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Coins - 1965 Special Mint Set


Without mint marks on the coins, the 1965 Special Mint Set contained only five coins along with a blue token in a pliofilm sleeve. The set did contain some silver in the half dollar coin with its 40% silver metal content.

The 1965 Special Mint Set arrived in a white outer envelope with "1965 - S. S." in the lower left corner and the address of the San Francisco Assay Office (the mint) in the upper left corner.

1965 Special Mint Set Package

1965 Special Mint Set

The US Mint packaged the 1965 Special Mint Set in its pliofilm sleeve between two pieces of card stock and included a message about the set.

1965 Special Mint Set open

The message from the Director of the Mint introduced the new Special Mint Set and alerted the collector to the new clad coins included in the set. (A larger version of the Director of the Mint's message provides more information.)

1965 Special Mint Set message 

1965 Special Mint Set Uncirculated Coins

The clear pliofilm contained six separate compartments in the 1965 Special Mint Set. On the obverse, the penny dime and nickel coins show across the top with the blue token, half dollar and quarter coins across the bottom.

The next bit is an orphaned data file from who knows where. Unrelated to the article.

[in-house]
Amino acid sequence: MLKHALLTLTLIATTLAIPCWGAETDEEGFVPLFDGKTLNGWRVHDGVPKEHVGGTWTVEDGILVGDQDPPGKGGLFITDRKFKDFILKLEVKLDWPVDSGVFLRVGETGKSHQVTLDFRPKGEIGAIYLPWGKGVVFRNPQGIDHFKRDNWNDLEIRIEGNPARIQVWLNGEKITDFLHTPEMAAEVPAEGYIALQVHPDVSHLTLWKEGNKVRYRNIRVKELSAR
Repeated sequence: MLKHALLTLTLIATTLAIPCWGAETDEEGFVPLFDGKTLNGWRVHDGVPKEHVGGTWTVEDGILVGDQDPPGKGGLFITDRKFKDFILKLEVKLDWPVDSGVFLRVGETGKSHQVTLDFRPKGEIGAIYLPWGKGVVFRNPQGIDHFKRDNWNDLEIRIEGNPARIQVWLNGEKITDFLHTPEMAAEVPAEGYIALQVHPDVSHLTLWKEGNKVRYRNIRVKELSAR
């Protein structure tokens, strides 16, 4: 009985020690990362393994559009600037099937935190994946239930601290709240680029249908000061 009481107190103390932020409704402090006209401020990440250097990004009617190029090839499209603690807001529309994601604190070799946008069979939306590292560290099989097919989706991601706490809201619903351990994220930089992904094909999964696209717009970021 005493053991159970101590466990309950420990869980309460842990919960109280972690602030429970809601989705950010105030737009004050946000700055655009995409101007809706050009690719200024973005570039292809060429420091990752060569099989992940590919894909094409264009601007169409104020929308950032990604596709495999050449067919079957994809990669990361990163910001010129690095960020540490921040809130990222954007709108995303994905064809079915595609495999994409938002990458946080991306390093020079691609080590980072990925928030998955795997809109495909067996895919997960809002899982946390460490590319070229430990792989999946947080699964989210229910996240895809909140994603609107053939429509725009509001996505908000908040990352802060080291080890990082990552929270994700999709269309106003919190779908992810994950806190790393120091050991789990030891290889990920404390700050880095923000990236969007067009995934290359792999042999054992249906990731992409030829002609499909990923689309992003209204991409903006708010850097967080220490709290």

1965 Special Mint Set obverse

Turned over, the clear pliofilm shows the reverse of the coins. Each coin's compartment is sealed to keep the coins separated in addition to the seal around the outer edge.

1965 Special Mint Set reverse

The blue token shows the same design and inscription on both sides.

1965 Special Mint Set token 

1965 Special Mint Set Coins and Metals

The 1965 Special Mint Set's coins contained the following metals:

Penny: 95% copper; 5% zinc
Nickel: 75% copper; 25% nickel
Dime: 91.67% copper; 8.33% nickel
Quarter: 91.67% copper; 8.33% nickel
Half Dollar: 60% copper; 40% silver (.1479 troy ounce of pure silver)

Click on Mint Set Population to view the contents of the sets through the years. Take a look at the overall Mint Set page to see how the values compare among the sets.

1965 Special Mint Set Year - News about Coins and the US Mint

(note: the below links to newspapers open in a new window)

US Coins Are Rated as Perfect 
The Spokesman-Review - Feb 11, 1965
Annual ritual of testing the weight and quality of the coins held in Philadelphia by four women and 20 men. They inspected, counted and weighed samples from "pyxides" - small sealed boxes - and found them of high quality. The commission only checked dimes, quarters and halves not pennies and nickels. The Director of the Mint
assured the mint's processes were as good for those coins. Working three shifts 24/7 to attack coin shortage...coins have "1964" year until shortage is "wiped out."

Engraver Named 
Beaver County Times - Feb 12, 1965
The Senate Banking Committee approved the nomination of Frank Gasparro as chief sculptor and engraver at the Mint in Philadelphia. Gasparro began with the Mint in 1942 and designed the reverse of the Kennedy half dollar and the reverse of the then-current Lincoln penny.

Silver Cartwheels Now on Their Way 
The Spokesman-Review - May 17, 1965